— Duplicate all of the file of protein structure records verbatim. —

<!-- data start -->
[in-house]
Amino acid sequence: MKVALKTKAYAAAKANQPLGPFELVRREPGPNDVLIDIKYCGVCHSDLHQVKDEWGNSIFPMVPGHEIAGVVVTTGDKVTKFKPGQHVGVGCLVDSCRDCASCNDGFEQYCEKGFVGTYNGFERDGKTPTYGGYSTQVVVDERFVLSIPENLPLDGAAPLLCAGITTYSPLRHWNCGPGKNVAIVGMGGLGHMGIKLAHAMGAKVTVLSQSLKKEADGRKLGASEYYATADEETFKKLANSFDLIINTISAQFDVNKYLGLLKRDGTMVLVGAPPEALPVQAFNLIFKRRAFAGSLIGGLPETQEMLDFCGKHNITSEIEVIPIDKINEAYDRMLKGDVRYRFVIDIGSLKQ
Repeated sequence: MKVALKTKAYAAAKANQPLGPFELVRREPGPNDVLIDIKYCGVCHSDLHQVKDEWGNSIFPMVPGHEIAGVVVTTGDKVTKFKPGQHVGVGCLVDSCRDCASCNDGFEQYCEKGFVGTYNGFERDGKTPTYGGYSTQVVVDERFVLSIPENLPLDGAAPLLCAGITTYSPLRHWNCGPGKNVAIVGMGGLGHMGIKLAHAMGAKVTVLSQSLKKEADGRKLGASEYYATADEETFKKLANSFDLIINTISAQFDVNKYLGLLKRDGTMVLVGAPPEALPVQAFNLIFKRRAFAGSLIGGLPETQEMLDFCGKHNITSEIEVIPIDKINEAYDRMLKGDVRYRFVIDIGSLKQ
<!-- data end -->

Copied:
[in-house]
Amino acid sequence: MKVALKTKAYAAAKANQPLGPFELVRREPGPNDVLIDIKYCGVCHSDLHQVKDEWGNSIFPMVPGHEIAGVVVTTGDKVTKFKPGQHVGVGCLVDSCRDCASCNDGFEQYCEKGFVGTYNGFERDGKTPTYGGYSTQVVVDERFVLSIPENLPLDGAAPLLCAGITTYSPLRHWNCGPGKNVAIVGMGGLGHMGIKLAHAMGAKVTVLSQSLKKEADGRKLGASEYYATADEETFKKLANSFDLIINTISAQFDVNKYLGLLKRDGTMVLVGAPPEALPVQAFNLIFKRRAFAGSLIGGLPETQEMLDFCGKHNITSEIEVIPIDKINEAYDRMLKGDVRYRFVIDIGSLKQ
Repeated sequence: MKVALKTKAYAAAKANQPLGPFELVRREPGPNDVLIDIKYCGVCHSDLHQVKDEWGNSIFPMVPGHEIAGVVVTTGDKVTKFKPGQHVGVGCLVDSCRDCASCNDGFEQYCEKGFVGTYNGFERDGKTPTYGGYSTQVVVDERFVLSIPENLPLDGAAPLLCAGITTYSPLRHWNCGPGKNVAIVGMGGLGHMGIKLAHAMGAKVTVLSQSLKKEADGRKLGASEYYATADEETFKKLANSFDLIINTISAQFDVNKYLGLLKRDGTMVLVGAPPEALPVQAFNLIFKRRAFAGSLIGGLPETQEMLDFCGKHNITSEIEVIPIDKINEAYDRMLKGDVRYRFVIDIGSLKQ